Tarragon Yogurt Sauce for serving – you’ll have a crowd pleaser without this, but all you have to do is to mix about 2/3 Cup (one small container) of plain yogurt, with a teaspoon of finely chopped tarragon leaves, 1/2 teaspoon of lemon zest, 3 teaspoons of lemon juice, 1/4 teaspoon of salt (or more to taste), and 1/8 teaspoon each of Dijon mustard, ground cumin and black pepper (or more to taste).
Whisk the flours, baking powder and slat together in a medium bowl and transfer to a rectangular pan.
Pour the buttermilk into a similar-sized pan.
Line a baking sheet with paper towels or parchment paper and set it next to the stove or the deep fryer.
Fill a deep Dutch oven about one-third with the canola – or fill your deep fryer.
Heat the oil over medium-high to about 365 F (it will shimmer steadily at the sides of the pan).
Working in batches, dip vegetables in buttermilk, let excess drip off and then dredge in flour mixture. Shake off excess and lower (carefully) into the hot oil. Don’t crowd the pan. Fry, turning gently until golden brown – 1-3 minutes. Remove to the baking seet and sprinkle with salt. Note: you may have to adjust the heat to keep the temperature up or to avoid burning vegetables.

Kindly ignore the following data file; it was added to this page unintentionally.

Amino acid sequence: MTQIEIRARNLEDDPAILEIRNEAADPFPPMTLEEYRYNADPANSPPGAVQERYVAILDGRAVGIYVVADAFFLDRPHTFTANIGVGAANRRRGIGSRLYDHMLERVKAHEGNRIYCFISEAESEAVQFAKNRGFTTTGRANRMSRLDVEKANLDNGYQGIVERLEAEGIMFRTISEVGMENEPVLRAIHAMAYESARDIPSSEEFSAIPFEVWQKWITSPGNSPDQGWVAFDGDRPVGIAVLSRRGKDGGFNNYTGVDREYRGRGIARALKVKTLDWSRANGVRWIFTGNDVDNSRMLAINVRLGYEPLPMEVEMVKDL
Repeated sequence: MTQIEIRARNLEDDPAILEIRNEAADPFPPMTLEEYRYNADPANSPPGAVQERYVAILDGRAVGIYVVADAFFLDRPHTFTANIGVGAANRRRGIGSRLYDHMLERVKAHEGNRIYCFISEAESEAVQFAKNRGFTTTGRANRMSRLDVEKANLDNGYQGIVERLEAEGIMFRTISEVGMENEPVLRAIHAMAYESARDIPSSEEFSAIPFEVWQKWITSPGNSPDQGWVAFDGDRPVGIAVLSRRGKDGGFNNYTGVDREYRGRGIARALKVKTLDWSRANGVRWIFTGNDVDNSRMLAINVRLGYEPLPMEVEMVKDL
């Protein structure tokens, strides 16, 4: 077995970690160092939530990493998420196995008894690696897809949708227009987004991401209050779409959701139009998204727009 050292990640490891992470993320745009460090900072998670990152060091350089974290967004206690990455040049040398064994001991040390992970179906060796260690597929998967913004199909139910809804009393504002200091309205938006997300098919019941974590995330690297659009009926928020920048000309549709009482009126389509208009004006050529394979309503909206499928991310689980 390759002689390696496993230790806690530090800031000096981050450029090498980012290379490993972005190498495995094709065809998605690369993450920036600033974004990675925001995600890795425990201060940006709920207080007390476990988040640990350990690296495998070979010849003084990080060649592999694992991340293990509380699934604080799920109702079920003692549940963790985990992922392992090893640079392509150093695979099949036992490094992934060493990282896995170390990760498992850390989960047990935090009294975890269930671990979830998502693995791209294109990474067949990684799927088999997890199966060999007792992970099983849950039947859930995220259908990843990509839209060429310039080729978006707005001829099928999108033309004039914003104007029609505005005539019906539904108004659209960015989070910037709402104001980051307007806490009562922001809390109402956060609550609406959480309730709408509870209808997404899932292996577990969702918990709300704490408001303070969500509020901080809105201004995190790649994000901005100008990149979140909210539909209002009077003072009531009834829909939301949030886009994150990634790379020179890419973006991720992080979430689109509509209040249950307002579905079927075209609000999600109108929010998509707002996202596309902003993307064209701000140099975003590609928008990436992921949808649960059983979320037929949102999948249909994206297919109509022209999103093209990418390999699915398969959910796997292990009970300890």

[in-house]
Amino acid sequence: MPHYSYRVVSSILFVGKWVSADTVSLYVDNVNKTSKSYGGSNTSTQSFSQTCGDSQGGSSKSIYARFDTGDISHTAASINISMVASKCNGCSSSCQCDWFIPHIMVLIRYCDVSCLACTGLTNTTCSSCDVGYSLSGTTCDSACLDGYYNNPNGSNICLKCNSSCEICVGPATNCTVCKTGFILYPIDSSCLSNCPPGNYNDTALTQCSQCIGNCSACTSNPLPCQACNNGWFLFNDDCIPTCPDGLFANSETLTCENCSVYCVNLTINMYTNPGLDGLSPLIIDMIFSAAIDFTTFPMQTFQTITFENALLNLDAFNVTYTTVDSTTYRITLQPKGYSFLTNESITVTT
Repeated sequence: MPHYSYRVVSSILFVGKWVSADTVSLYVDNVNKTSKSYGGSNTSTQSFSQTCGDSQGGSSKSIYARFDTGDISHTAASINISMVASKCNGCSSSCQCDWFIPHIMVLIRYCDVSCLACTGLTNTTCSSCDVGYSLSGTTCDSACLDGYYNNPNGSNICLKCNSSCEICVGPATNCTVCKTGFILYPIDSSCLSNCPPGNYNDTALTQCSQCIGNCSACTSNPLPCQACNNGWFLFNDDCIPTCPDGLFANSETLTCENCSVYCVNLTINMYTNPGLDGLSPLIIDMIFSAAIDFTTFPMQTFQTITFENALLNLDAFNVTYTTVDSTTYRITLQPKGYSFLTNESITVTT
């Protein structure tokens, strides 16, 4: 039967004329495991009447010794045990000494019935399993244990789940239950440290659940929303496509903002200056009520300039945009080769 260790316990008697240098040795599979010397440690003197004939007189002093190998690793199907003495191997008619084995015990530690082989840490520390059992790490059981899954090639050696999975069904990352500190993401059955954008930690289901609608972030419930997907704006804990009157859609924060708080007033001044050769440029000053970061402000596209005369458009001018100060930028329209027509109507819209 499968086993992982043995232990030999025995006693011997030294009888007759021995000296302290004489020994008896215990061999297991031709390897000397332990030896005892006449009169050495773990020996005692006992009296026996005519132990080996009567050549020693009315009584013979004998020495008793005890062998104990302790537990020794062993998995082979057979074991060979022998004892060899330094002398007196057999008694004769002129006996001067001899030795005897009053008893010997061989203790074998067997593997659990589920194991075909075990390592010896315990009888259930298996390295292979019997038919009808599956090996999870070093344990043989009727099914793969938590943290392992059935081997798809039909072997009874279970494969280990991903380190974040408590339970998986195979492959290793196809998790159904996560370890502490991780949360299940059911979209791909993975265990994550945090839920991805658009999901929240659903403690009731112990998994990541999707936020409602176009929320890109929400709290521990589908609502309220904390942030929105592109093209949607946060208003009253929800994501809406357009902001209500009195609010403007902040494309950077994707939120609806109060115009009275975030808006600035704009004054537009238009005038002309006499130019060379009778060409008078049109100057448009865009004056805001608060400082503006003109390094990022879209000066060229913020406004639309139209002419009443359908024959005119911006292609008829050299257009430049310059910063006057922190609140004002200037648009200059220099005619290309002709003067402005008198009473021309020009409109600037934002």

Arrange on a platter and serve with lemon wedges (and the yogurt sauce, if you wish).
3 thoughts on “Roasting and Frying in the Heat”
Pingback: Roasting and frying in the heat _ whatwecookedlastweek what to make out of pork chops
You will hear about the chops, and I suppose we must do the Chemuin for those who don’t already know about Mallman’s genius – but I’m having to leave a lot out: the Turkish potato salad, the Quick Pho and the Grilled Whole Shrimp with tomatoes from last week alone. May have to add a tab for ‘also rans’
Don’t let me miss the next Fritto Misto. Looking forward to your comments on the Vietnamese-style pork chops from Sunday and the Chicken Chemuin this week…2 of my favorites of the summer.